Traction breaks any business down into six key components: Vision, People, Data, Process, Issues, and Traction. It gives you tools on how to manage and think about each component. Traction has helped us see our business with a lot more clarity and has left us more empowered to make more consistent and focused decisions.
I won’t rewrite the book, but I’ll give some context on the six key components:
Vision – If you can clarify your vision, you can make better decisions about people, processes, finances, strategies, and customers. Traction is teaching us how to create a Vision/Traction Organizer (VTO) that helps to clearly show our Core Values, Core Focus, 10-year Target, Marketing Strategy, three-year goals, one year plan, 90 days goals, and all the issues that could hinder us from getting there.
People – We are learning better practices on hiring and making sure that the right people are in the right seat. We are learning how to understand if people get it, want it, and have the ability to do it. Lastly, we are learning how to make sure to spread accountability throughout the company.
Data – We are learning how to formulate and manage data so that we can have a pulse on our business and be proactive rather than reactive. It is teaching us to define which metrics need to be consistently tracked. This had a huge impact on us. It is easy to have a feeling you’re doing well or poorly, but the proof is in the numbers. The numbers will pinpoint exactly how well and how poorly. As the saying goes: “The numbers don’t lie”.
Issues – The book says, “Your ability to succeed is in direct proportion to your ability to solve your problems.” We are not only learning how to make decisions more quickly; more importantly, we are learning how to solve problems more quickly. What drains most people’s energy isn’t having a lot of work to do, it’s having a lot of unresolved issues. We are learning how to quickly Identify, Discuss, and Solve problems (IDS).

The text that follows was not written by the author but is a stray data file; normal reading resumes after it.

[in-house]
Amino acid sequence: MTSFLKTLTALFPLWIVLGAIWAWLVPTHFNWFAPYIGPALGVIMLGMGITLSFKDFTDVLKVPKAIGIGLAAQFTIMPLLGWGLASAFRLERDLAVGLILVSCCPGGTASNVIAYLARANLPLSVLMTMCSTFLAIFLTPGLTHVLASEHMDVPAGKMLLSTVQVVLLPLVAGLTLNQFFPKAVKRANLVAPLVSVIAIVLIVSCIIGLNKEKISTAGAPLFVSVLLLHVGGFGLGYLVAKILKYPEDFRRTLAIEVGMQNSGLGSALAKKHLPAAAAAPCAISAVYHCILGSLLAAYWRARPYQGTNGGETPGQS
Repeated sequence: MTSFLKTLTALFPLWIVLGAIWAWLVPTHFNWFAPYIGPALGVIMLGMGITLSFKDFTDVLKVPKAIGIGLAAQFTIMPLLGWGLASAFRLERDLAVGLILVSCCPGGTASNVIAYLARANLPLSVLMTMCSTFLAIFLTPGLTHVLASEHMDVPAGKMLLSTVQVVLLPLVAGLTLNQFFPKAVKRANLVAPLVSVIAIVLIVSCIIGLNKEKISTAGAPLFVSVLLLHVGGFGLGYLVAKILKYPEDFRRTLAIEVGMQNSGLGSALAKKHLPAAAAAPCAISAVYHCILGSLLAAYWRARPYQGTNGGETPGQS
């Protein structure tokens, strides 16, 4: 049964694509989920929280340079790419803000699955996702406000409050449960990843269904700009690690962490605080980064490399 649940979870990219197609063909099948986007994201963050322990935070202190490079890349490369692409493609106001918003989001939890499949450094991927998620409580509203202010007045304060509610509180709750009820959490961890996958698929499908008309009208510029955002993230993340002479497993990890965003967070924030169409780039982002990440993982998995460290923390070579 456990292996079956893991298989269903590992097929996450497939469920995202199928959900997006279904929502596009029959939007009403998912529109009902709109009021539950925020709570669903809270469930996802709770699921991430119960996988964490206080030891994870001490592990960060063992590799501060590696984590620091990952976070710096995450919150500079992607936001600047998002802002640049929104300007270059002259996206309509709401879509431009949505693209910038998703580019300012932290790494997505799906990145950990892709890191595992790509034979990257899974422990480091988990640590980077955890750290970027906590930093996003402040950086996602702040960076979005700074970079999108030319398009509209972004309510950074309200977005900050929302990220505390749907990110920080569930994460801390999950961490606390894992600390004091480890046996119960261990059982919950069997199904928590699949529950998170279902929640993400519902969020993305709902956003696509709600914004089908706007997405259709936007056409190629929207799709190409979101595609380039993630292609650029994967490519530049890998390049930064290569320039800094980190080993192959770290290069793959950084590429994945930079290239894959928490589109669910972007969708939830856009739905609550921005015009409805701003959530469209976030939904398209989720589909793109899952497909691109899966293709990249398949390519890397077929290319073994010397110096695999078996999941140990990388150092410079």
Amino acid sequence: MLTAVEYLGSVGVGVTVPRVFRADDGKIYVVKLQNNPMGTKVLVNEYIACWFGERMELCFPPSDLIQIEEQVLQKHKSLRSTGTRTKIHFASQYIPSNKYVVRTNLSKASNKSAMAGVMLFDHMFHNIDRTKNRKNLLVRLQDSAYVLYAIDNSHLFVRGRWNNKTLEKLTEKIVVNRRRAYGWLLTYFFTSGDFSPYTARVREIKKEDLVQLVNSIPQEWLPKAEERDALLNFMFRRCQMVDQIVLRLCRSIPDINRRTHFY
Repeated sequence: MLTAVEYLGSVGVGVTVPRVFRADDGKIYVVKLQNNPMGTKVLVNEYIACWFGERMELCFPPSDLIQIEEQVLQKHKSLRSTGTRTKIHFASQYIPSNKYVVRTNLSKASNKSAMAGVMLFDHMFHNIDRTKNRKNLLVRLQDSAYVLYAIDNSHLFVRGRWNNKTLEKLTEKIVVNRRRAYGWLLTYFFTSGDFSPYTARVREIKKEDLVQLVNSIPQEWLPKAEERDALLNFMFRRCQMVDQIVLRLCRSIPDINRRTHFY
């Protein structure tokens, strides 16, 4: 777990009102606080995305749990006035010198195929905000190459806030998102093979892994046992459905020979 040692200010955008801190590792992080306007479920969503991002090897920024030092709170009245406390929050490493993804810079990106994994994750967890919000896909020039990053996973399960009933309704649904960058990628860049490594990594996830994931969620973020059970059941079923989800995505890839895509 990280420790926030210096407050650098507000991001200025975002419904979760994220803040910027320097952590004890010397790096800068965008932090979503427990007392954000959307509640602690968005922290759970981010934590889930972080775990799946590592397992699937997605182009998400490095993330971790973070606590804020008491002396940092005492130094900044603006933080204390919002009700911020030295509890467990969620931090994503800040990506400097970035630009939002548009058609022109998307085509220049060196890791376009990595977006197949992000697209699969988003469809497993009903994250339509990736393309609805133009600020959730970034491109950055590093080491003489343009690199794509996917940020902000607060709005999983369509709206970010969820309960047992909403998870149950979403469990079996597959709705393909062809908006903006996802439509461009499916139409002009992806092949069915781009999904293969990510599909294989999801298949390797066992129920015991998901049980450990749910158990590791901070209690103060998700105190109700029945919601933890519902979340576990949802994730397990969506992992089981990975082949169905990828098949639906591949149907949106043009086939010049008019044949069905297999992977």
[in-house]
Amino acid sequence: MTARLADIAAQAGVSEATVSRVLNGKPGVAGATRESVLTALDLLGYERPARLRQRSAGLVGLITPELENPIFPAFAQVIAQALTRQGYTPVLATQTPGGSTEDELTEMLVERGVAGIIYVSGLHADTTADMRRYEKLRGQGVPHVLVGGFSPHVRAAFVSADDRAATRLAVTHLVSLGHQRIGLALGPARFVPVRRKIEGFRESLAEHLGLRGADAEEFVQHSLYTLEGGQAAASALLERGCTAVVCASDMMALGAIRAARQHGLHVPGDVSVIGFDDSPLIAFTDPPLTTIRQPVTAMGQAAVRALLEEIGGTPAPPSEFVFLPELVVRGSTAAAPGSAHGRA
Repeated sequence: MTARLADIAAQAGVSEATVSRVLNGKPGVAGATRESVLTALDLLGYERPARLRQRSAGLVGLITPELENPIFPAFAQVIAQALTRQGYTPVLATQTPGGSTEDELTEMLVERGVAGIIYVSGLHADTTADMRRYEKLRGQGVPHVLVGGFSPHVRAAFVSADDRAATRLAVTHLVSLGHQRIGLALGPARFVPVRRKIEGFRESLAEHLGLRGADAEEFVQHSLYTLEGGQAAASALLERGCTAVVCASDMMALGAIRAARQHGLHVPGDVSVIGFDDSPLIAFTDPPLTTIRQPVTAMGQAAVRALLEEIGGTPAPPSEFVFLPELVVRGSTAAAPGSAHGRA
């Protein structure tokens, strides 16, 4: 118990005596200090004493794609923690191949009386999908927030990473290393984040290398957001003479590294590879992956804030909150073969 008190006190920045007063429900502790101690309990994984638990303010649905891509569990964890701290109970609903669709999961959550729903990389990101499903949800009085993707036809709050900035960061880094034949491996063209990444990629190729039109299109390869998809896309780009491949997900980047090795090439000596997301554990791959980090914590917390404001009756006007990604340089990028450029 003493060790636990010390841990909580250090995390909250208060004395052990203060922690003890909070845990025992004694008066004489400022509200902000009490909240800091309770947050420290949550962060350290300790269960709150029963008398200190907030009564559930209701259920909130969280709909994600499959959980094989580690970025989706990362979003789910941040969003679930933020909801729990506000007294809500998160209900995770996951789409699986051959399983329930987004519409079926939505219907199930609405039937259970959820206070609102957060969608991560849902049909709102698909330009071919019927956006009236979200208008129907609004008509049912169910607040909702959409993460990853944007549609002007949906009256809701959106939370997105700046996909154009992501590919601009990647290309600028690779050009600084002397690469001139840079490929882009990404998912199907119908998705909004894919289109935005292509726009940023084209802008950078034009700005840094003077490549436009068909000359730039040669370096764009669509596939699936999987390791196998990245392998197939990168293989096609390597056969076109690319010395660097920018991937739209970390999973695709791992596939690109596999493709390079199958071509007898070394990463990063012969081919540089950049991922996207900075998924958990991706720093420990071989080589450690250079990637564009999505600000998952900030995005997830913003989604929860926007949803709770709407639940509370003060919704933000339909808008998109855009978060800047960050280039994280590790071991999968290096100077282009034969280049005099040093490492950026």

Process – This is often the most neglected and overlooked component by entrepreneurs and leaders. Knowing your core processes, writing them down, and effectively communicating them across the company creates consistency. Consistency is a key trait that all great companies share.
Traction – The first five components help create traction. An organization with traction is accountable, communicates well, and is focused and organized. We’ve learned the importance of weekly leadership meetings, also known as Level 10 meetings, which are 90-minute meetings that are organized/structured so that a pulse of the business is measured weekly. In these meetings, I’m learning how to work on the business and not in the business.
I truly believe this book can help businesses of all sizes. I have met companies with four to 400 people that operate off the EOS system. This is not a book that you can read once, put it up, and expect results. This is a BIG commitment. In fact, the book even recommends (but doesn’t require) hiring an EOS professional to consult your business in the early stages of rolling out EOS. We did not hire a consultant. Our company committed in January of 2017, and we are still learning how to consistently implement best practices. Traction sits on my desk, and I refer to it at least once a week. I’ve probably read it cover to cover at least three times. Like everything in life that you want to be great at, it takes practice. I am in no way professing that we have perfected the book, but I do know we are becoming more consistent and focused each quarter.
I am forever grateful for being introduced to this book and encourage anyone seeking more consistency and clarity in their business to join in.